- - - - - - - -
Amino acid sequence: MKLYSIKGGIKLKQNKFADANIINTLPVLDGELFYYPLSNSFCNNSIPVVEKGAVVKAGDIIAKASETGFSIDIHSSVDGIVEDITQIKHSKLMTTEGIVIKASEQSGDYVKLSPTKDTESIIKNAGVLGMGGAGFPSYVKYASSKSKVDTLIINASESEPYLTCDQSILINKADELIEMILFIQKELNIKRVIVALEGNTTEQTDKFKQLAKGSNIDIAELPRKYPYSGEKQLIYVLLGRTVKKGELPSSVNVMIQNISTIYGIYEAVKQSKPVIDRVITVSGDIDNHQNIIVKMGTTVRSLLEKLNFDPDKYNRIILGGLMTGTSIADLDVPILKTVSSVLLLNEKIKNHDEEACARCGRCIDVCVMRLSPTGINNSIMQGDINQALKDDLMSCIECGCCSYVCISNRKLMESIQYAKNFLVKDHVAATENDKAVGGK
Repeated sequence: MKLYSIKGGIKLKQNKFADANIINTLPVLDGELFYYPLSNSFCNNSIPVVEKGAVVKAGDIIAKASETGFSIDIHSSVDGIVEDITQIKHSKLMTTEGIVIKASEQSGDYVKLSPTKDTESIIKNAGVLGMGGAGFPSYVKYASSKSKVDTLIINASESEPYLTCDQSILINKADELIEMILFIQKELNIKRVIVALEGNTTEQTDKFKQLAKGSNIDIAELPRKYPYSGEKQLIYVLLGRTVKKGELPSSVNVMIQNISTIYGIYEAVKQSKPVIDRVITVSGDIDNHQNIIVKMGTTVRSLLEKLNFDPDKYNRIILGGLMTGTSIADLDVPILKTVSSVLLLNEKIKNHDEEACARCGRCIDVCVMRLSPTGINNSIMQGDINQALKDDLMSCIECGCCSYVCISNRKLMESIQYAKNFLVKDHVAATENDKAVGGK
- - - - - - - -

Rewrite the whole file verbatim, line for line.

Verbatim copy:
Amino acid sequence: MKLYSIKGGIKLKQNKFADANIINTLPVLDGELFYYPLSNSFCNNSIPVVEKGAVVKAGDIIAKASETGFSIDIHSSVDGIVEDITQIKHSKLMTTEGIVIKASEQSGDYVKLSPTKDTESIIKNAGVLGMGGAGFPSYVKYASSKSKVDTLIINASESEPYLTCDQSILINKADELIEMILFIQKELNIKRVIVALEGNTTEQTDKFKQLAKGSNIDIAELPRKYPYSGEKQLIYVLLGRTVKKGELPSSVNVMIQNISTIYGIYEAVKQSKPVIDRVITVSGDIDNHQNIIVKMGTTVRSLLEKLNFDPDKYNRIILGGLMTGTSIADLDVPILKTVSSVLLLNEKIKNHDEEACARCGRCIDVCVMRLSPTGINNSIMQGDINQALKDDLMSCIECGCCSYVCISNRKLMESIQYAKNFLVKDHVAATENDKAVGGK
Repeated sequence: MKLYSIKGGIKLKQNKFADANIINTLPVLDGELFYYPLSNSFCNNSIPVVEKGAVVKAGDIIAKASETGFSIDIHSSVDGIVEDITQIKHSKLMTTEGIVIKASEQSGDYVKLSPTKDTESIIKNAGVLGMGGAGFPSYVKYASSKSKVDTLIINASESEPYLTCDQSILINKADELIEMILFIQKELNIKRVIVALEGNTTEQTDKFKQLAKGSNIDIAELPRKYPYSGEKQLIYVLLGRTVKKGELPSSVNVMIQNISTIYGIYEAVKQSKPVIDRVITVSGDIDNHQNIIVKMGTTVRSLLEKLNFDPDKYNRIILGGLMTGTSIADLDVPILKTVSSVLLLNEKIKNHDEEACARCGRCIDVCVMRLSPTGINNSIMQGDINQALKDDLMSCIECGCCSYVCISNRKLMESIQYAKNFLVKDHVAATENDKAVGGK